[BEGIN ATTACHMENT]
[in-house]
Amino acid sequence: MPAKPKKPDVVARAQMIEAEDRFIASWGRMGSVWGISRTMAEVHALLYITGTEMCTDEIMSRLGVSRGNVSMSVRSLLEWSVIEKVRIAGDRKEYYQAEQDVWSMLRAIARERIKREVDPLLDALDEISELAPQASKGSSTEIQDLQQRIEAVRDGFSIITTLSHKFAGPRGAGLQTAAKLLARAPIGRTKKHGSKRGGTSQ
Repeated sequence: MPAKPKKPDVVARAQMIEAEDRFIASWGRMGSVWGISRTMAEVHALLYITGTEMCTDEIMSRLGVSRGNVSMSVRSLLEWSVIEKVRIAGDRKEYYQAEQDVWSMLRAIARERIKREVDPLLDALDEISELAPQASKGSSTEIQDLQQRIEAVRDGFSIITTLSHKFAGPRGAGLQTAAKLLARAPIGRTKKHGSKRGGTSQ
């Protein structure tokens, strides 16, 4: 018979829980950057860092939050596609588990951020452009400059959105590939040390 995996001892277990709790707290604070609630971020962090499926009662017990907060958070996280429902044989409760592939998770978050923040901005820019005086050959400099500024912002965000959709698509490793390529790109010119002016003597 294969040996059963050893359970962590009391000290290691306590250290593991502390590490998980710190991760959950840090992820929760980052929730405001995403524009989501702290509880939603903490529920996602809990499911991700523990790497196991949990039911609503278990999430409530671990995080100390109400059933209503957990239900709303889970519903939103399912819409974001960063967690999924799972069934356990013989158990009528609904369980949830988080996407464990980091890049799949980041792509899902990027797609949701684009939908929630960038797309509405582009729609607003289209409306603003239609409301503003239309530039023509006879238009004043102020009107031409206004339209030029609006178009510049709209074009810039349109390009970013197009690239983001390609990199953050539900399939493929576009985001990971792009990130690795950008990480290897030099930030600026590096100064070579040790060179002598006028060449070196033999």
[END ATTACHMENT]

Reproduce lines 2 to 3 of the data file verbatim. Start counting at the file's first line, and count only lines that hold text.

Amino acid sequence: MPAKPKKPDVVARAQMIEAEDRFIASWGRMGSVWGISRTMAEVHALLYITGTEMCTDEIMSRLGVSRGNVSMSVRSLLEWSVIEKVRIAGDRKEYYQAEQDVWSMLRAIARERIKREVDPLLDALDEISELAPQASKGSSTEIQDLQQRIEAVRDGFSIITTLSHKFAGPRGAGLQTAAKLLARAPIGRTKKHGSKRGGTSQ
Repeated sequence: MPAKPKKPDVVARAQMIEAEDRFIASWGRMGSVWGISRTMAEVHALLYITGTEMCTDEIMSRLGVSRGNVSMSVRSLLEWSVIEKVRIAGDRKEYYQAEQDVWSMLRAIARERIKREVDPLLDALDEISELAPQASKGSSTEIQDLQQRIEAVRDGFSIITTLSHKFAGPRGAGLQTAAKLLARAPIGRTKKHGSKRGGTSQ